Polar Bottle insulated water bottle 24oz. – $11.99
Sitting on a bench in a park I took a drink of cool water while considering what to write about. Normally if you are sitting outside in 97 degree weather your water isn’t cool anymore, it’s uncomfortably hot, but mine still is cool. Epiphany hit. I was drinking from the insulated Polar Bottle water bottle. I get questions about it all the time when I take it places with me,
“why does it look that way?” someone might ask.
“That’s insulation to keep it cool,” I respond.
“No it’s just to make you curious, of course really.” Sometimes I just don’t understand peoples questions. Be more reasonable and say something like, “huh, that’s cool, how/does it work?” Then I can respond more politely by saying, “I have no freaking idea.” And it’s the truth. There is clear plastic on the outside which you can see the insulation through and then a piece of plastic on the inside so your water never actually touches the insulation. Now I’ve theorized about this before and the best I’ve come up with is that all the layers working together helps to keep the heat out.
Polar Bottles contain no BP-A (which is not healthy for you) and is made completely of LDPE Plastic #4 (which is completely recyclable). So with all the concerns about how safe your plastic is, it is comforting to know that Polar Bottles are EPA approved. So with LDPE Plastic #4 ( that’s quite a mouth full) what about plastic flavor leeching into the water, you might wonder? Well I’m not good at that kind of thing (considering I’m still using a Camelbak that tastes distinctly like citrus listerine) so I had some other people test it for me. All but one have had no problem, that one tester said it was much to plasticky, of course she admitted later that pretty much anything plastic is to plasticky for her. So I’m ruling her out and going for the it’s not bad on the flavor. The Polar Bottle is now only $11.99 eash so much better then just a year ago when it was somewhere in the $20. Still you might wonder is it worth buying something that is normally given away like t-shirts at a basketball game (huh or water bottles at a basketball game). But having a cool drink of water when you are, say riding a century, makes life so much easier. Now don’t think it keeps it ice cold, cause it doesn’t, but it does keep it cool, which is more then you can say for most bottles after sitting in the sun for 10 minutes. In fact, I think I’ll test that theory and get back to you…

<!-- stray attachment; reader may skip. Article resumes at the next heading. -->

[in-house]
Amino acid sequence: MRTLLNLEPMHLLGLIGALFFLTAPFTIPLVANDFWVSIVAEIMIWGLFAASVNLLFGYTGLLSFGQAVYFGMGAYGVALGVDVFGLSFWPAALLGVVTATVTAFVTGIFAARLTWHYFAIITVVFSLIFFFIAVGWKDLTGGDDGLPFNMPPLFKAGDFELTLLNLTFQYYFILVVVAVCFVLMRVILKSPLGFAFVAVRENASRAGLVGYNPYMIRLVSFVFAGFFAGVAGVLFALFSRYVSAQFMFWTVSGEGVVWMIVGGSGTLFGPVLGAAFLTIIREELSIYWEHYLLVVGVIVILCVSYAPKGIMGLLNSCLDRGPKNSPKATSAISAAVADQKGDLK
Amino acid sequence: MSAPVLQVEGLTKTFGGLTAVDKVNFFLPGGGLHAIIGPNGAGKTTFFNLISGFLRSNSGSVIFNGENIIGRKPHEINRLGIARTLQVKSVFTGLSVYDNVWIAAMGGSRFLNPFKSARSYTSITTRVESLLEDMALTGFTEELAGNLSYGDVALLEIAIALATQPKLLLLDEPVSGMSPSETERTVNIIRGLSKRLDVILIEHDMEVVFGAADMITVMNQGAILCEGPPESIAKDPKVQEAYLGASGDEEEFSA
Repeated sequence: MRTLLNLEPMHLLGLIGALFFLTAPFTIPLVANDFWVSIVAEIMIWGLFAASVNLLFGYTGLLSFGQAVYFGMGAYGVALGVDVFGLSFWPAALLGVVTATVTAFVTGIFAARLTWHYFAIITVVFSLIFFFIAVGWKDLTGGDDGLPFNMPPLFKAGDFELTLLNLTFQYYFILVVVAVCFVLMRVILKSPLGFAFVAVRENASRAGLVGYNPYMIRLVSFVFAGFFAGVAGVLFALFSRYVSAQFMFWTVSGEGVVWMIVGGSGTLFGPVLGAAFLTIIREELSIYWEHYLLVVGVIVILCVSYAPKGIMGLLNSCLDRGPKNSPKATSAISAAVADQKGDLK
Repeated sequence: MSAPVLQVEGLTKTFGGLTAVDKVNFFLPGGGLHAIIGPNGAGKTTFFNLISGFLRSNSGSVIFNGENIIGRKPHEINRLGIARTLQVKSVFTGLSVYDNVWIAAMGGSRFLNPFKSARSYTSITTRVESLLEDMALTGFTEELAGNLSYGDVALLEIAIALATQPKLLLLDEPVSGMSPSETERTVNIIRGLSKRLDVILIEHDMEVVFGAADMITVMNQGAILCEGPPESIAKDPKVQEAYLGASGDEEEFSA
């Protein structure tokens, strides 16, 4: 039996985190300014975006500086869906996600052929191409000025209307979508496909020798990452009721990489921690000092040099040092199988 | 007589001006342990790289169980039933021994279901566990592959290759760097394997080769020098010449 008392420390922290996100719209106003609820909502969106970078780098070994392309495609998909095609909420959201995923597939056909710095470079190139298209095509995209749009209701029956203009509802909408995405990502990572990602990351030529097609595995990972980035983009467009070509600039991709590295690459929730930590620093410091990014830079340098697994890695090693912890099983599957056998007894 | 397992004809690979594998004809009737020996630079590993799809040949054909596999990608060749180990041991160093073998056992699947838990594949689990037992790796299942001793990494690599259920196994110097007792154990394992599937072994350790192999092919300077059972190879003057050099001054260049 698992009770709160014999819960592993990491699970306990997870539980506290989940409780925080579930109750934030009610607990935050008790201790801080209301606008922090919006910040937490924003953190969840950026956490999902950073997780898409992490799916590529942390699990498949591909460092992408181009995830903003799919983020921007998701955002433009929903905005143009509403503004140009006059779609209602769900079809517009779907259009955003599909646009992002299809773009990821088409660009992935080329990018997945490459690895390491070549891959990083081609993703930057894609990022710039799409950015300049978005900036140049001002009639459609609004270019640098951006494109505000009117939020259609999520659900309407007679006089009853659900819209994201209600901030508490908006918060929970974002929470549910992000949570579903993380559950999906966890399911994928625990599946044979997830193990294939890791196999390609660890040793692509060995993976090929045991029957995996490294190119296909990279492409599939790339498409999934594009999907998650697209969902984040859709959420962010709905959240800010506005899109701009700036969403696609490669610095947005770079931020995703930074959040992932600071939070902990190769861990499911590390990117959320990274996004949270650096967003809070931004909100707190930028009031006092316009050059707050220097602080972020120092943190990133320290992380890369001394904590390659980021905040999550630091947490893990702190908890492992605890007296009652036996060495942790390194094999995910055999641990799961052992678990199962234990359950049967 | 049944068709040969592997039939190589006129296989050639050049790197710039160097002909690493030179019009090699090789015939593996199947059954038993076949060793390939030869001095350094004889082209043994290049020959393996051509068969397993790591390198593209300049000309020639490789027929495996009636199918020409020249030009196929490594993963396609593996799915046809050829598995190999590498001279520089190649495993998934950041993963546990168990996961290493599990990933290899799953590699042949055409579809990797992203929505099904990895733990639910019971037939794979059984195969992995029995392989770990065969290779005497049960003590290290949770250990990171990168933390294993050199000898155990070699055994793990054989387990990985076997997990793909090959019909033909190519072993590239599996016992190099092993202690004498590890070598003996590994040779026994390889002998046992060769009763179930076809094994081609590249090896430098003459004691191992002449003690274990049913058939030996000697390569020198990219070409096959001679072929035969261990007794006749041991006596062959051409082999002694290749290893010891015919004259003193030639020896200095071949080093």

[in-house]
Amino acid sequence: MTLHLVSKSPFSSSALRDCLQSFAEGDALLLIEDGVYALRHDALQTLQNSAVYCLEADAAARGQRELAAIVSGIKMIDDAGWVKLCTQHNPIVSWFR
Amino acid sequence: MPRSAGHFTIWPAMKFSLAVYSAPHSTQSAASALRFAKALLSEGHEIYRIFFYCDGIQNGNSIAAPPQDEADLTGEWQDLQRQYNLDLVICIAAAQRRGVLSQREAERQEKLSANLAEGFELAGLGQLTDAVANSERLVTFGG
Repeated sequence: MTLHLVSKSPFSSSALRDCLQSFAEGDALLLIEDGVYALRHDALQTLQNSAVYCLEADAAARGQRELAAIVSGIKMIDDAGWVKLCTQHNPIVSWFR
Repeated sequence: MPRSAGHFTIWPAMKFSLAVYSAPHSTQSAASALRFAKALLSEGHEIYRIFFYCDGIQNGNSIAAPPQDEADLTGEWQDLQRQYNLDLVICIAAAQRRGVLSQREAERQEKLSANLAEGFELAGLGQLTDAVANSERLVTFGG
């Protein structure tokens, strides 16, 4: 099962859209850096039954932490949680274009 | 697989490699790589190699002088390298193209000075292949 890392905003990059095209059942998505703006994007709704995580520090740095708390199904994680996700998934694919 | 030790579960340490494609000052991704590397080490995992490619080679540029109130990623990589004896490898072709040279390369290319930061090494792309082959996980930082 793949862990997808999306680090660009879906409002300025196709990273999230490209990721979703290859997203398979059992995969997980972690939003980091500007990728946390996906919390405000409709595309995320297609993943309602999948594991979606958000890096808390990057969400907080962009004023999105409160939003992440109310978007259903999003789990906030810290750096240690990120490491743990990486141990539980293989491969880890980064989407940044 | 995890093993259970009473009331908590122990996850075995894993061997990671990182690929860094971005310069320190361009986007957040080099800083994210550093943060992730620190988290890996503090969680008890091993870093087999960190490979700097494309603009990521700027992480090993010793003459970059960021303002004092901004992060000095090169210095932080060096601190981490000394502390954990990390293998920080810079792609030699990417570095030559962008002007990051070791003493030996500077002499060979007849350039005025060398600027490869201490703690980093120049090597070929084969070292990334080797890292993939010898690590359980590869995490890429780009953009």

And the line up is a thermos made in China (a freebie from the ADA), a Cannondale bottle from HR (not sure what that is), the insulate Polar from Boulder Colorado, a Eddie Bauer lexan bottle from China and lastly a LeMond bottle by Trek made in Taiwan. Who will be the one to win the coolest bottle (in more ways then one)? Alright, I put two and a half cups of water into each (except for the thermos which spilled all over me when I tried to put the cap on) and to make sure each was close to the same temperature I check each.
Starting at roughly the same temp:
Thermos – 78.6°
Cannondale – 79.5°
Polar – 79.5°
Bauer – 79.3°
LeMond – 79°
After 20 minutes while I played a good game of sudoku and helped Jon get unpacked from Moab I checked the bottles. The results stood like this.
Thermos – 86° +7.4
Cannondale – 89.2° +9.7
Polar – 86.2° +6.7
Bauer – 90.9° +11.6
LeMond – 90.5 +11.5
Now the Thermos doesn’t really count. I was just curious (which crazy enough the Polar still did better then it). So the Polar ended 6.7° warmer and was the coolest by three whole degrees. That may not seem like much but when you start considering say a one or even two hour bike ride those °’s add up. With lots of colors to chose from you can even personalize your bottle. The Polar has been 100% worth the purchase, even when it was near $20. Do youself a favor go to your local bike store and get one of these… now….